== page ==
Firms that compete in the global marketplace can use any combination of the segmenting strategies we discussed or none at all. A microcosm of the targeting strategies used in global markets is shown in Figure 5.3 Targeting Strategies Used in Global Markets . If you’re a seller of a metal like iron ore, you might sell the same product across the entire world via a metals broker. The broker would worry about communicating with customers around the world and devising different marketing campaigns for each of them.
Most companies, however, tailor their offerings to some extent to meet the needs of different buyers around the world. For example, Mattel sells Barbie dolls all around the world—but not the same Barbie. Mattel has created thousands of different Barbie offerings designed to appeal to all kinds of people in different countries.
Pizza Hut has franchises around the world, but its products, packaging, and advertising are tailored to different markets. Squid is a popular topping in Asia, for instance. Companies tailor products not only for different countries but also for different customers in different countries. For example, Procter & Gamble’s China division now offers products designed for different local market segments in that country. P&G has an advanced formulation of laundry detergent for the premium segment, a modified product for the second (economy) segment, and a very basic, inexpensive product created for the third (rural) segment. 1
Sellers are increasingly targeting consumers in China, Russia, India, and Brazil because of their fast-growing middle classes. Take the cosmetics maker Avon. Avon’s largest market is no longer the United States. It is Brazil. Brazilians are extremely looks-conscious and increasingly able to afford cosmetic products as well as plastic surgery. 2So attractive are these countries that firms are changing how they develop goods and services, too. “Historically, American companies innovated in the U.S. and took those products abroad,” says Vjay Govindarahan, a professor at Dartmouth’s Tuck School of Business. Now, says Govindarahan, companies are creating low-cost products to capture large markets in developing countries and then selling them in developed countries. Acer’s $250 laptop and General Electric’s ultrainexpensive $1,000 electrocardiogram device are examples. The world’s cheapest car, the $2,500 Tato Nano, was developed for India but is slated to be sold in the United States. 3
Other strategies for targeting markets abroad include acquiring (buying) foreign companies or companies with large market shares there. To tap the Indian market, Kraft made a bid to buy the candymaker Cadbury, which controls about one-third of India’s chocolate market. Likewise, to compete against Corona beer, the Dutch brewer Heineken recently purchased Mexico’s Femsa, which makes the beer brands Dos Equis, Tecate, and Sol. 4However, some countries don’t allow foreign firms to buy domestic firms. They can only form partnerships with them. Other regulatory and cultural barriers sometimes prevent foreign firms from “invading” a country. IKEA, the Swedish home-furnishings maker, eventually left Russia because it found it too hard to do business there. By contrast, McDonald’s efforts to expand into Russia have been quite successful. Having saturated other markets, the hamburger chain is hoping to continue to grow by opening hundreds of new stores in the country.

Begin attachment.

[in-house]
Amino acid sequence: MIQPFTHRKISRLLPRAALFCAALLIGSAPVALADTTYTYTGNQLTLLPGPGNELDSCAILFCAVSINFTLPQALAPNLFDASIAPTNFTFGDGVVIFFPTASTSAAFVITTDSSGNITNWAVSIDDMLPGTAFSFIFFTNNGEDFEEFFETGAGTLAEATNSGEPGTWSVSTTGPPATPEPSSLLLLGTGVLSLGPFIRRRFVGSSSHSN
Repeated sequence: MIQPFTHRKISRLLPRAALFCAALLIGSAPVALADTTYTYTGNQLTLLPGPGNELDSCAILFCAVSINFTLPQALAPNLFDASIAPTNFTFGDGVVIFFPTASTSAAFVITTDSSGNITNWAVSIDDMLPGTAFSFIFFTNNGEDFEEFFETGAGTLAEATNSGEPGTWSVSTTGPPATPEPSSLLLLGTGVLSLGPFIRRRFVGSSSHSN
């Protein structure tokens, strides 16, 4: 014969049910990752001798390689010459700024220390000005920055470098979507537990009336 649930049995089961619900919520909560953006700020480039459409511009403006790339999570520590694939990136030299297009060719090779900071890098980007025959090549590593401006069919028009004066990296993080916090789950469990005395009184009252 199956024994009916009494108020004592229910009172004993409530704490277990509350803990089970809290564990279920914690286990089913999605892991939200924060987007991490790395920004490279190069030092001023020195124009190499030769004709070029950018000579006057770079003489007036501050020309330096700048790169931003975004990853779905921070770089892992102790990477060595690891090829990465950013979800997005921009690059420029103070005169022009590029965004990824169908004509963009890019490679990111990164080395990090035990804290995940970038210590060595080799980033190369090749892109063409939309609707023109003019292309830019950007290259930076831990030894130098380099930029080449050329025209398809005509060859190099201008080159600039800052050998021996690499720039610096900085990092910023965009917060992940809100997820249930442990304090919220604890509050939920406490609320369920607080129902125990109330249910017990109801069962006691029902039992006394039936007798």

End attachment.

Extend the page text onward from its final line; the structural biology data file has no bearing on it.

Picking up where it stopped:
A market worth targeting has the following characteristics: (1) It’s sizeable enough to be profitable, given your operating costs; (2) it’s growing; (3) it’s not already swamped by competitors, or you have found a way to stand out in the crowd; (4) it’s accessible, or you can find a way to reach it; (5) you have the resources to compete in it; and (6) it “fits in” with your firm’s mission and objectives. Most firms tailor their offerings in one way or another to meet the needs of different segments of customers. A multisegment marketing strategy can allow a company to respond to demographic and other changes in markets, including economic downturns. Concentrated marketing involves targeting a very select group of customers. Niche marketing involves targeting an even more select group of consumers. Microtargeting, or narrowcasting, is a new, effort to “super target” consumers by gathering all kinds of data available on people—everything from their tax and phone records to the catalogs they receive. Firms that compete in the global marketplace can use any combination of these segmenting strategies or none at all. Sellers are increasingly targeting consumers in China, Russia, India, and Brazil because of their fast-growing middle classes. Firms are creating low-cost products to capture large markets in developing countries such as these and then selling the products in developed countries. Other strategies for targeting markets abroad include acquiring foreign companies or forming partnerships with them.
- What factors does a firm need to examine before deciding to target a market?
- Which of the segmenting strategies discussed in this section is the broadest? Which is the narrowest?
- Why might it be advantageous to create low-cost products for developing countries and then sell them in nations such as the United States? Do you see any disadvantages of doing so?